Monday, January 22, 2018

5 Winter Accessories Essentials







Winter staples wouldn't be complete  without accessories and winter is a season where they are endless to keep you warm,  comfy, and spice up what you already have. 

Hat
 Hats can be a hard choice but they can keep you warm if you're outside a lot. 

Mittens or gloves
  Thankfully, these  are a little easier to choose than a hat! They are so important for holding in the warmth and protecting your skin when you're dashing around in the cold. 

Scarf
  Scarfs are super fun and can add texture and depth but they are great at keeping the warmth in whichever type you choose. 

Boots
  Boots seem like they could cover more than one piece because there's so many types and if you want to, you could argue that each kind is essential.  Ofcourse we need snow lots to protect our other boots when it's icky outside.  Then there's booties, knee- highs, wellies, sort of life a scarf they add so much while serving a purpose. 

Nuetral carry all 
  You really need one all year round. Color is great but a nuetral goes with everything and life is easier with a go-to bag to grab.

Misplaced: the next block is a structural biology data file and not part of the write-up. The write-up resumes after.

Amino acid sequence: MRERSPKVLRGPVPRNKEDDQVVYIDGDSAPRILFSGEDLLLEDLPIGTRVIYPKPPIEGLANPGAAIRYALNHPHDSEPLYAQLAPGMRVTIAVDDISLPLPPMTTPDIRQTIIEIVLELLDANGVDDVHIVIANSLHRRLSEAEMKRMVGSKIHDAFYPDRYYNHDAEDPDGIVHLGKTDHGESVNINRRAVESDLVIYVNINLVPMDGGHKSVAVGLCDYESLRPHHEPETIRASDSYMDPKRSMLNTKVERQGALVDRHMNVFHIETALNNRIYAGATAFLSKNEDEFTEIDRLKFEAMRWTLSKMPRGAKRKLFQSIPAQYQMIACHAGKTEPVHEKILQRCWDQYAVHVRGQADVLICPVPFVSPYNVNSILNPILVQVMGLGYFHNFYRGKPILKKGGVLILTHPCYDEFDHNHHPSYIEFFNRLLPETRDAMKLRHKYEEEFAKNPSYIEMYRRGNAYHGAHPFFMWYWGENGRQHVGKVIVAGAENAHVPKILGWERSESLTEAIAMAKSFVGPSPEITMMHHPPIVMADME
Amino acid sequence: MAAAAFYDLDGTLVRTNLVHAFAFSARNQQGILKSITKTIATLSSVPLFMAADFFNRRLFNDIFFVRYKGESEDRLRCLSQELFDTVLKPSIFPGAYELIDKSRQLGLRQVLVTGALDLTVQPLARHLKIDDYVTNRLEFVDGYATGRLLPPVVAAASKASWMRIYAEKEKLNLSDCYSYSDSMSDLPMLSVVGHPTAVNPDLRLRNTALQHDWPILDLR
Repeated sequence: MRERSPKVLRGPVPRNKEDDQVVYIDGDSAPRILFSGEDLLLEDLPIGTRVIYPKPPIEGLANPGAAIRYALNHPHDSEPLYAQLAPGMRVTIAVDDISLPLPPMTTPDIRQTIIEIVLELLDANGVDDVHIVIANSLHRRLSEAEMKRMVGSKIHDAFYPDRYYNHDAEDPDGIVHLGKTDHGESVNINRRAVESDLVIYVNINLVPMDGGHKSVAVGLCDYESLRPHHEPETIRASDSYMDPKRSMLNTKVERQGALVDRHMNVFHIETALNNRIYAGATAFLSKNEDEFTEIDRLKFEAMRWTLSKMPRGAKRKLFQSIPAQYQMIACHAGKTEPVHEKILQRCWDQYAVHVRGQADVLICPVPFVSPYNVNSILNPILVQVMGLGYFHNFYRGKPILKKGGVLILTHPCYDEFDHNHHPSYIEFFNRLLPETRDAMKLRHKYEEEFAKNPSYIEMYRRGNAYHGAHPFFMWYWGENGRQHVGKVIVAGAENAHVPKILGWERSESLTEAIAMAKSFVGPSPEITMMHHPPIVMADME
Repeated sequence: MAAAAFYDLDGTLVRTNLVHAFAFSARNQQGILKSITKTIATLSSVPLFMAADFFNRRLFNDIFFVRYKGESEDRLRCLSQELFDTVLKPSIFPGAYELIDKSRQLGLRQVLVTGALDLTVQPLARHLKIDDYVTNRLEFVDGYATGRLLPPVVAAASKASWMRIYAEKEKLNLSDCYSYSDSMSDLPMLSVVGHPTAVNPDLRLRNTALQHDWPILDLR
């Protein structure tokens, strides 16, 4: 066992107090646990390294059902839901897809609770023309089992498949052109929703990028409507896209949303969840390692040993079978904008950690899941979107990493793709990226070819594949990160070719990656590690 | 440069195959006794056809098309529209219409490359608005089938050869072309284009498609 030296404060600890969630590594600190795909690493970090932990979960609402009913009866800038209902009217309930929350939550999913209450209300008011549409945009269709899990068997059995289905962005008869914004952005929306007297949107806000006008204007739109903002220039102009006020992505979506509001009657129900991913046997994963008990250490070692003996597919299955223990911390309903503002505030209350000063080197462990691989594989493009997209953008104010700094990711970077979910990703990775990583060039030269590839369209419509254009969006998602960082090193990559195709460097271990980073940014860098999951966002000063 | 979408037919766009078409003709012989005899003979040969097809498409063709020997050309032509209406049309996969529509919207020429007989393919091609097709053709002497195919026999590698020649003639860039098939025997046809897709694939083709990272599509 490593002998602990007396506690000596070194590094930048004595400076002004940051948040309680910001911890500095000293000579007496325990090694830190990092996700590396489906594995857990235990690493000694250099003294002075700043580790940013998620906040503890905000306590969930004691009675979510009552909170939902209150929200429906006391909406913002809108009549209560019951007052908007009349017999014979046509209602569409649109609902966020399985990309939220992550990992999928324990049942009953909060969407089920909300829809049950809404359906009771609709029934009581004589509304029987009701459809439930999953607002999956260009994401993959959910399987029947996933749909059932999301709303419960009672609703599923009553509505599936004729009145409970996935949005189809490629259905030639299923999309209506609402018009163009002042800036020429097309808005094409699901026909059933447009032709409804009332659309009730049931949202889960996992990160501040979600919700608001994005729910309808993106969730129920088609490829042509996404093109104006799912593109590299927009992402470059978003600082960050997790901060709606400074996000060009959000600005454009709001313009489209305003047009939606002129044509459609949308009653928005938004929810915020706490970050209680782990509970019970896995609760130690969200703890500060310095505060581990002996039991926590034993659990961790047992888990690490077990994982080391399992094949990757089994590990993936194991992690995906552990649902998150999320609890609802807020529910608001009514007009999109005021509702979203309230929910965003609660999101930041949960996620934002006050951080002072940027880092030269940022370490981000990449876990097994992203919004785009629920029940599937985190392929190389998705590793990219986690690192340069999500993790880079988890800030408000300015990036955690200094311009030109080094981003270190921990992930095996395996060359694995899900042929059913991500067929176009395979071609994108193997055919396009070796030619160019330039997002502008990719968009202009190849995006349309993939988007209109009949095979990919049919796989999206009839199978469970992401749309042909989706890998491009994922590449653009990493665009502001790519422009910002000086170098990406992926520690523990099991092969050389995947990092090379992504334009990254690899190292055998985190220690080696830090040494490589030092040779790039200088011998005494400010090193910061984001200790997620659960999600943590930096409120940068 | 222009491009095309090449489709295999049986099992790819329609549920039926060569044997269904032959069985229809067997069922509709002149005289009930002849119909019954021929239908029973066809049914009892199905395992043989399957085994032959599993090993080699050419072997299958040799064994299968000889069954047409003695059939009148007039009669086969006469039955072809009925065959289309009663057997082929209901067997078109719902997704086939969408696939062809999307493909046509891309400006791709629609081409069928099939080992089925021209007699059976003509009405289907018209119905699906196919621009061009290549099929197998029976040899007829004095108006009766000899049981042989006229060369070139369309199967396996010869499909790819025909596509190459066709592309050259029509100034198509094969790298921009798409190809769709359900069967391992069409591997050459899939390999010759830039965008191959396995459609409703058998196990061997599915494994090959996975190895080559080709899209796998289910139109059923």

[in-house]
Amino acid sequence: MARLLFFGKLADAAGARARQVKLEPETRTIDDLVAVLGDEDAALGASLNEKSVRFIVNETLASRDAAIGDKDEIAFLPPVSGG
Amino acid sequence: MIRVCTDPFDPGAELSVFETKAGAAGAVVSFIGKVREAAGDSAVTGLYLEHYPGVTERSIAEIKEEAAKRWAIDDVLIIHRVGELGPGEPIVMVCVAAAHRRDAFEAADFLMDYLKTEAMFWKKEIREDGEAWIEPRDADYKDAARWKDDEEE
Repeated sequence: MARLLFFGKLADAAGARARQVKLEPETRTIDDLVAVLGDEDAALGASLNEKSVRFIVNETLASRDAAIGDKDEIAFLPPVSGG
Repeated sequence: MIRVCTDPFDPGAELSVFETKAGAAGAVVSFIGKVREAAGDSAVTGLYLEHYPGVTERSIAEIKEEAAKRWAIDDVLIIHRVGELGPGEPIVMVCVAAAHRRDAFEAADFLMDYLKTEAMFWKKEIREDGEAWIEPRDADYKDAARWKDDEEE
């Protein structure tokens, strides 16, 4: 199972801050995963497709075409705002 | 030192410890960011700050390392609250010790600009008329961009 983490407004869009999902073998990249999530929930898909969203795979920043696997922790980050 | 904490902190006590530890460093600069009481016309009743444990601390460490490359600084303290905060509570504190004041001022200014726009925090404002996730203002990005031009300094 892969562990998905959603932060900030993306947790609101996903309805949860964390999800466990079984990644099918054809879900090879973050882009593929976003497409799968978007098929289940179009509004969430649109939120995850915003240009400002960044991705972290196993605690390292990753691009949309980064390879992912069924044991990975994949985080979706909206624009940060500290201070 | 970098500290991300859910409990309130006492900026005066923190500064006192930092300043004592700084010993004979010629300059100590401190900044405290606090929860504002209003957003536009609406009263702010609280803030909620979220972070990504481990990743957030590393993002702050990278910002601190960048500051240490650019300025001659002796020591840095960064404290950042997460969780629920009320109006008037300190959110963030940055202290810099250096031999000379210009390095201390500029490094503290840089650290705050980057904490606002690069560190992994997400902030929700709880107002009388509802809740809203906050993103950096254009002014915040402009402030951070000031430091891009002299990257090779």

What are you winter accessory essentials? 

Thursday, January 18, 2018

5 Winter Fashion Essentials






With temperatures dropping its imperative  to pick the clothes that won't let you down. We have a closet full of them but sometimes it feels like there's nothing to wear. With a few essentials  you can layer, mix and match your way to  staples that will work winter after winter. 

We all have different tastes when one person might see a wool trench coat as a winter must, another one might love a puffer jacket. It's totally up to you but the great thing is can tailor it all to your choice. 

Coat 
  Whether it's wool, puffer, or fur we need coats in winter and they can make a statement of their own.  The most important thing is that they are weather proof to where you are living. 

Jeans 
 Jeans have become a life staple! Grab a simple silhouette.  Wear them  with over the knee boots, booties, blousy top, or thermal. The possibilities are endless! 

Sweater